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Holy Spirit disruptions: Sin as vandalism of shalom

Lynne Baab • Friday October 29 2021

Holy Spirit disruptions: Sin as vandalism of shalom

I was emailing back and forth with a friend about Cornelius Plantinga, Jr., one of my favorite seminary professors. My friend said that Dr. Plantinga’s book, Not the Way It’s Supposed to Be: A Breviary of Sin, was very helpful to him. I asked why, and he said the definition of sin, “not the way it’s supposed to be,” clarified his thoughts. It helped him see that sin is anything that vandalizes shalom.

I loved the power of those words. “Vandalism” implies willful destruction or damage, which raises a question: If our damage to shalom – for ourselves or someone else – is not intentional, then is it not sin? Dr. Plantinga’s definition, “not the way it’s supposed to be,” seems to include unintentional damage to shalom. Maybe it might be better to understand sin as anything that damages or robs shalom.

“Shalom” is one of the richest words in our Judeo-Christian heritage. We often translate it “peace,” but in English peace often means the absence of war. Shalom is so much more. Last week I read numerous online articles about shalom, and here are the synonyms used in the various articles: wholeness, soundness, completeness, safety, security, prosperity, welfare, tranquility, contentment, and well-being. Shalom includes well-being in all areas of life: physical, social, psychological and spiritual.

The idea of vandalizing or robbing shalom helps me understand two instances earlier in my life. When my sons were young, I used to spank them in anger. I truly believed, and still believe, that effective discipline of children helps them grow in wholeness, contentment, and well-being. I could also see that the anger in my spanking negated a lot of the shalom I was trying for.

A major Holy Spirit disruption came when our sons were three and five. My husband got a grant to do research in Sweden for a year, and at that time in Sweden, spanking was illegal. I had to think of other forms of discipline. The creative challenge of using time-outs and withholding of small privileges, as well as rewards for good behavior, was so much more shalom-inducing than my angry spanking had been. I now see that for me at least, spanking in anger was sin. I’m so sorry for the way it vandalized shalom for my kids. I thank God for God’s forgiveness because I still feel horrible about this.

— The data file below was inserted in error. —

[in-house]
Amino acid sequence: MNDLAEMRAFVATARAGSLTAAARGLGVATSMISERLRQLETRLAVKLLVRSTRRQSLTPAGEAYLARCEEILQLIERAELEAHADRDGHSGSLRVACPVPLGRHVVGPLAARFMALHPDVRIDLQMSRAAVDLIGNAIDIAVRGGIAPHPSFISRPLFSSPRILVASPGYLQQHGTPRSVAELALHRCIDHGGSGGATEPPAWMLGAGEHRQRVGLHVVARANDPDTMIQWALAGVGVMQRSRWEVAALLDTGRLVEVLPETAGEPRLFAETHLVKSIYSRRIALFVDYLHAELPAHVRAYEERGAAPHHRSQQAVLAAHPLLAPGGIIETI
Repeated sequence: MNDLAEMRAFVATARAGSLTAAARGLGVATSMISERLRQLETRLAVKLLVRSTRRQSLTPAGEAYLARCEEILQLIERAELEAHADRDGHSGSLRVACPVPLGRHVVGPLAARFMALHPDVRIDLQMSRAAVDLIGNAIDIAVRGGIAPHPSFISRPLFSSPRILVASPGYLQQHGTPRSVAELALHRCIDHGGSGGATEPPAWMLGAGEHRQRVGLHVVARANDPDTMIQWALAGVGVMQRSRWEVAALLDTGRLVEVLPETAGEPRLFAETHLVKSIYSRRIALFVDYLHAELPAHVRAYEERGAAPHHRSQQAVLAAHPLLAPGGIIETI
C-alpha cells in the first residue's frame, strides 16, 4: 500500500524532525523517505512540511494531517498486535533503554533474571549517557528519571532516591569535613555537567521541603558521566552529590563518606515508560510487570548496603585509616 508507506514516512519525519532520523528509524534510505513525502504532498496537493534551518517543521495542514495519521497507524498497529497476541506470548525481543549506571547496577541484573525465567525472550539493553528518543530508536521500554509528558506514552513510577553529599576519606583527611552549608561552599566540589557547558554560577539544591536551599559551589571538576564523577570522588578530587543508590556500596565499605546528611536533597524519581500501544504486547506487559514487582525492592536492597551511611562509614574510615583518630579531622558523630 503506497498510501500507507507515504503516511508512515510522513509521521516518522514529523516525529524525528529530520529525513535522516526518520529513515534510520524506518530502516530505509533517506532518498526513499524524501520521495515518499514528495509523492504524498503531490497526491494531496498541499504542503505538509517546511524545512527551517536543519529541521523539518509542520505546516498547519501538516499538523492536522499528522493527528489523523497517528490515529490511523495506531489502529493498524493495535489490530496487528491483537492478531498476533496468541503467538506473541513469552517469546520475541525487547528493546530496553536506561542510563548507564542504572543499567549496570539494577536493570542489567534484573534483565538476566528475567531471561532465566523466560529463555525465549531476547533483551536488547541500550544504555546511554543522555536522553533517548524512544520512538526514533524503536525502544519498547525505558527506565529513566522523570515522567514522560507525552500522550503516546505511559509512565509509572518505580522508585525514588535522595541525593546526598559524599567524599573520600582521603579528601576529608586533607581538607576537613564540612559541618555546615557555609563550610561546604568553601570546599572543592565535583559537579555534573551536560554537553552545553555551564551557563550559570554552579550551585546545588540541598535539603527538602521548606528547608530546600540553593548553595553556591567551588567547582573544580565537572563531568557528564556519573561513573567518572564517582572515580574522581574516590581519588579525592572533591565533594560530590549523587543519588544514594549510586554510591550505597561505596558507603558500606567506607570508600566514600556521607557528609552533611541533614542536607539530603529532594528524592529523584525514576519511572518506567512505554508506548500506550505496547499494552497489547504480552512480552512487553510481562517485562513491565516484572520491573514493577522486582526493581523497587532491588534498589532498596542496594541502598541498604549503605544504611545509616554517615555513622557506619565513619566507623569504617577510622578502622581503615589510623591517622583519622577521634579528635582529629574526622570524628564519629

A second area of personal sin is more complicated. When I was a teenager, I turned to cookies and brownies when I was sad, angry, or needed some comfort. The summer I turned 15 was particularly stressful, and I gained 15 pounds that summer. The spring right before I turned 17 was also quite hard, and again, I gained another 15 pounds in a few months. Obviously gaining weight in itself is not a measure of whether or not eating has become sinful, but weight gain indicates that the quantity of food was inappropriate for my body.

Weight gain and the shame associated with it – which continued into adult life for me – definitely vandalized my shalom. Those cookies and brownies that I ate in quantities too large for my body did reduce my wholeness, welfare, tranquility, contentment, and well-being in the long run. But in the moment of eating them, they increased my sense of tranquility and contentment. The difference between shalom in the short term and long term in many areas of life is confusing.

The concept of self-compassion or self-nurture is relevant here. When I wrote a post a month ago about Holy Spirit disruptions related to niceness, several people replied with stories about the priority of niceness in their childhood. I was taught that part of being nice was looking good, but no one ever talked to me about God’s desire for me to pay attention to the patterns of my life that did and did not nurture shalom in myself as well as in others. The ideas of self-compassion and self-nurture were never talked about.

For decades the Holy Spirit has been disrupting my shame about eating for the purpose of self-soothing. It is not sinful to need comfort, and it is not sinful to turn to food for comfort. However, other forms of comfort do not rob me of long-term shalom like large amounts of cookies and brownies do. Sin is mixed into my past history of turning to food for comfort, but the entire pattern was not sinful. Whatever part was sin is being revealed to me bit by bit by God, and all of it has been forgiven by God. Viewing sin as robbing or vandalizing shalom is one more step toward insight. This perspective also helps with self-acceptance, self-nurture, and my ability to receive God’s forgiveness.

Perhaps viewing sin that way will help you gain insight, as it did for me, and also help you grow in self-acceptance, self-nurture, and your ability to receive God’s forgiveness.

(Next week: the last post in this series on Holy Spirit disruptions, an overview of what the series taught me. Illustration by Dave Baab: me on a visit to Sweden 20 years after we lived there. I love getting new subscribers. If you’d like to receive an email when I post on this blog, sign up under “subscribe” below.)

Some previous posts on sin and grace:

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